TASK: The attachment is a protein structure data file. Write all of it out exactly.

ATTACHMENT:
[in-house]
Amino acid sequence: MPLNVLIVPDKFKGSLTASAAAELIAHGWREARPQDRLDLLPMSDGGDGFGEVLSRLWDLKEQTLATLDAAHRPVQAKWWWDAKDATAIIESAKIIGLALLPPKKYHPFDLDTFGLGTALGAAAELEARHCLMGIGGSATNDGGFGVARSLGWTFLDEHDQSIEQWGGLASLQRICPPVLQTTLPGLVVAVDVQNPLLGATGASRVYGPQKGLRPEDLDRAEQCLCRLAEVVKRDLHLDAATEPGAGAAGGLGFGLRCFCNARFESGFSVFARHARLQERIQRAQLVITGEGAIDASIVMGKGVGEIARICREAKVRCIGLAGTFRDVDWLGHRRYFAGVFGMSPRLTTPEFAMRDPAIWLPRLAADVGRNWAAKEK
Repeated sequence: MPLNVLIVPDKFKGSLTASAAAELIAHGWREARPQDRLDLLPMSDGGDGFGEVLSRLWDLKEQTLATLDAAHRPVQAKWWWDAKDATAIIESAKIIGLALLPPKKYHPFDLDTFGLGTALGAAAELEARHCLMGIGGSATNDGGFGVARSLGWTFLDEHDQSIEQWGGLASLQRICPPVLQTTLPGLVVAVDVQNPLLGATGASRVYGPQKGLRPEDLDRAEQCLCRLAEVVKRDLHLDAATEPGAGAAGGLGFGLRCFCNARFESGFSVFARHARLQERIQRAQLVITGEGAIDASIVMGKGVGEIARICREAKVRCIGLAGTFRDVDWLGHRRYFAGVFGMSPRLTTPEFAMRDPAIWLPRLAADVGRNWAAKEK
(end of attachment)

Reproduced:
[in-house]
Amino acid sequence: MPLNVLIVPDKFKGSLTASAAAELIAHGWREARPQDRLDLLPMSDGGDGFGEVLSRLWDLKEQTLATLDAAHRPVQAKWWWDAKDATAIIESAKIIGLALLPPKKYHPFDLDTFGLGTALGAAAELEARHCLMGIGGSATNDGGFGVARSLGWTFLDEHDQSIEQWGGLASLQRICPPVLQTTLPGLVVAVDVQNPLLGATGASRVYGPQKGLRPEDLDRAEQCLCRLAEVVKRDLHLDAATEPGAGAAGGLGFGLRCFCNARFESGFSVFARHARLQERIQRAQLVITGEGAIDASIVMGKGVGEIARICREAKVRCIGLAGTFRDVDWLGHRRYFAGVFGMSPRLTTPEFAMRDPAIWLPRLAADVGRNWAAKEK
Repeated sequence: MPLNVLIVPDKFKGSLTASAAAELIAHGWREARPQDRLDLLPMSDGGDGFGEVLSRLWDLKEQTLATLDAAHRPVQAKWWWDAKDATAIIESAKIIGLALLPPKKYHPFDLDTFGLGTALGAAAELEARHCLMGIGGSATNDGGFGVARSLGWTFLDEHDQSIEQWGGLASLQRICPPVLQTTLPGLVVAVDVQNPLLGATGASRVYGPQKGLRPEDLDRAEQCLCRLAEVVKRDLHLDAATEPGAGAAGGLGFGLRCFCNARFESGFSVFARHARLQERIQRAQLVITGEGAIDASIVMGKGVGEIARICREAKVRCIGLAGTFRDVDWLGHRRYFAGVFGMSPRLTTPEFAMRDPAIWLPRLAADVGRNWAAKEK